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Length 20â€“23 cm (7Â¾-9 in), weight 50-107 g
 Similar Species
Mistle Thrush is obviously larger, has greyer upperparts and the spots are round. Female Eurasian Blackbirds is slightly larger and much darker brown. Redwing is similar size, and has prominent white supercilium, and red underwing. Chinese Thrush is very similar, differing only in slightly more prominent vertical bars on face and larger breast spots, but does not overlap in range.
Breeds throughout Europe south of about 70Â°N, but only at high altitudes in the Mediterranean region; also western Asia east to Lake Baikal in central Siberia, and the Caucasus and Alborz mountains of Iran in southwest Asia.
Most of the birds winter further south and southwest (south to northern Africa), though populations in western and southern Europe are partly resident. In Britain, most of the breeding population (T. p. clarkei) leaves for the coldest parts of winter for France and Spain, but some (around 20%, mainly males) remain through the winter, with the rest returning in February-March; many nominate T. p. philomelos (often distinguishable by their slightly greyer plumage) also arrive in autumn from Scandinavia in late September to early October, some remaining to winter, others moving on to France and beyond.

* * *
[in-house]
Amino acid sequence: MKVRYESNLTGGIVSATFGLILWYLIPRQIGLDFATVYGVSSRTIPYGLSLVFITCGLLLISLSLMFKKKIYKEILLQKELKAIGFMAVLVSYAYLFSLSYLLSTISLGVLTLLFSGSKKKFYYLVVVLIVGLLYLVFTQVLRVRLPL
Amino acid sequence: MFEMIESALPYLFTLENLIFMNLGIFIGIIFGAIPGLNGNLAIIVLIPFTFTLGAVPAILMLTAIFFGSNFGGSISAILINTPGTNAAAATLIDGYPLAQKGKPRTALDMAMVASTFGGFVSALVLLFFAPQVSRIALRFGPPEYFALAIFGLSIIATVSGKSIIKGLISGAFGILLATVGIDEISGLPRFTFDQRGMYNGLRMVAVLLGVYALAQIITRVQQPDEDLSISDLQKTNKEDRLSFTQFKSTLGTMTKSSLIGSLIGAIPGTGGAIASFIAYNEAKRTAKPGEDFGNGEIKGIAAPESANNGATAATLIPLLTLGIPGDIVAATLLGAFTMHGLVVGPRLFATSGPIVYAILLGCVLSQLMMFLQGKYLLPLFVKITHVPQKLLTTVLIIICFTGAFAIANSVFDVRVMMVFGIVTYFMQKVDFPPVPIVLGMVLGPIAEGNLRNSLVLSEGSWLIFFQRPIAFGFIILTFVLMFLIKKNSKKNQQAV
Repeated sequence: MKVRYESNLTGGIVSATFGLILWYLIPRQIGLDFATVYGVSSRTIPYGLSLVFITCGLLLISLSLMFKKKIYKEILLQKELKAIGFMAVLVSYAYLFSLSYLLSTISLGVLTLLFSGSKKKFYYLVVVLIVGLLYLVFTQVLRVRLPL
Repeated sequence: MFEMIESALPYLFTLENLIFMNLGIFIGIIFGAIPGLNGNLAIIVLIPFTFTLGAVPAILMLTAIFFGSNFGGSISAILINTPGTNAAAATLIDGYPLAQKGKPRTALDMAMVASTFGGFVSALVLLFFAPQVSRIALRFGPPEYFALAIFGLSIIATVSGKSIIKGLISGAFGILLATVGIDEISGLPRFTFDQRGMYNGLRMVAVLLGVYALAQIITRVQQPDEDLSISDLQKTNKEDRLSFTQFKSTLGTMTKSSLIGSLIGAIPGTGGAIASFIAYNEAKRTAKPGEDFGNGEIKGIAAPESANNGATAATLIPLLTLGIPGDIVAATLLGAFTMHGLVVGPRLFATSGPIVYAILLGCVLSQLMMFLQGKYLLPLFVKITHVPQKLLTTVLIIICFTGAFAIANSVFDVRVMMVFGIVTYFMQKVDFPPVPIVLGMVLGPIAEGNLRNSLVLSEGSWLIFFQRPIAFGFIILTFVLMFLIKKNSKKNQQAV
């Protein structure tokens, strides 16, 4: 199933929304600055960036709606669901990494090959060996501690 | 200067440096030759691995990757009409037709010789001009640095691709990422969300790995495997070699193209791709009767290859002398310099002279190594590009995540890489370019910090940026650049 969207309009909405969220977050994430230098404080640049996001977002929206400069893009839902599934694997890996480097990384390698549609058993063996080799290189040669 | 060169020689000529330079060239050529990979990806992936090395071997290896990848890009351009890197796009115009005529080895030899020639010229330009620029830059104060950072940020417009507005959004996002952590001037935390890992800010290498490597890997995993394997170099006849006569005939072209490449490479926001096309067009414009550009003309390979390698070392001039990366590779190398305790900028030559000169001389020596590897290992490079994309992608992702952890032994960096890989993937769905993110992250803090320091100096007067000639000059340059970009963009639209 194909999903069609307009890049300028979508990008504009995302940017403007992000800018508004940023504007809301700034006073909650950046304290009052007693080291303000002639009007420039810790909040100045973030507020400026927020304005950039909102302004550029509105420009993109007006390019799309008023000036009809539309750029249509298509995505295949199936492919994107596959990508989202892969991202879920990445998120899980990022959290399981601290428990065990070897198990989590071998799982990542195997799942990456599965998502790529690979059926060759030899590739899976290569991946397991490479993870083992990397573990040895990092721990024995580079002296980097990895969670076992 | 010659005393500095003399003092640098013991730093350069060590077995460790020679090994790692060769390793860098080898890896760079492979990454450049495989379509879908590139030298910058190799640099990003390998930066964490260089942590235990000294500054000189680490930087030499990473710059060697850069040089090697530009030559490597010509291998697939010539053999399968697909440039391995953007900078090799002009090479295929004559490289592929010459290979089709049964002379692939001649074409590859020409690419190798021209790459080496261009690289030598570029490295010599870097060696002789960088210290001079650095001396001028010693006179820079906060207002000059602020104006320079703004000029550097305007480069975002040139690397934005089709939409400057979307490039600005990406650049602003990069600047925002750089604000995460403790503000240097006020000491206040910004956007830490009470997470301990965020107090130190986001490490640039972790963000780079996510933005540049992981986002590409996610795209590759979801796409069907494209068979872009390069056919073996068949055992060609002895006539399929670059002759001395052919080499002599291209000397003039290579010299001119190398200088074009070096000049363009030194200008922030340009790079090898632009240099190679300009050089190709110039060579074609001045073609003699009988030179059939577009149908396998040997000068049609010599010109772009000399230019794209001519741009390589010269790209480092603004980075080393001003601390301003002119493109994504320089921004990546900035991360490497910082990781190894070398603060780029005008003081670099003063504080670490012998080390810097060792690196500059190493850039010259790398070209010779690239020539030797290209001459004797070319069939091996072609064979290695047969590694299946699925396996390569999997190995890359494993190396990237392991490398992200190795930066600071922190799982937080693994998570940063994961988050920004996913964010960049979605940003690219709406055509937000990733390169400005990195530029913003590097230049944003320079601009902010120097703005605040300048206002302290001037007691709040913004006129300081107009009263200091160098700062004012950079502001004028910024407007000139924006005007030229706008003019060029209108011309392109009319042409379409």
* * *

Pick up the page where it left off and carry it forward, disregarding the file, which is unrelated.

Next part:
Most closely related to the Chinese Thrush of central China.
There are 4 subspecies:
Woods, hedges, gardens. Unlike Mistle Thrush tends to avoid wide open spaces, though wintering birds are common in sand dune systems with little more than marram grass cover.
They do not form flocks, although several birds may be seen together where there is suitable habitat, especially in the winter. They often appear to be rather tame.
The twiggy nest is lined with moss or grass. The clutch consists of 3 to 5 blue eggs with dark spots. They are incubated for 14-15 days, fledging after a further 2 weeks. There may be 3 broods in the season which lasts from March to July.
The diet consists of snails, insects, worms, fruit and berries. To eat the snails, they find a suitable stone which is used as an "anvil" to smash the shell.
Song: very loud, consisting of short phrases repeated 2-4 times.
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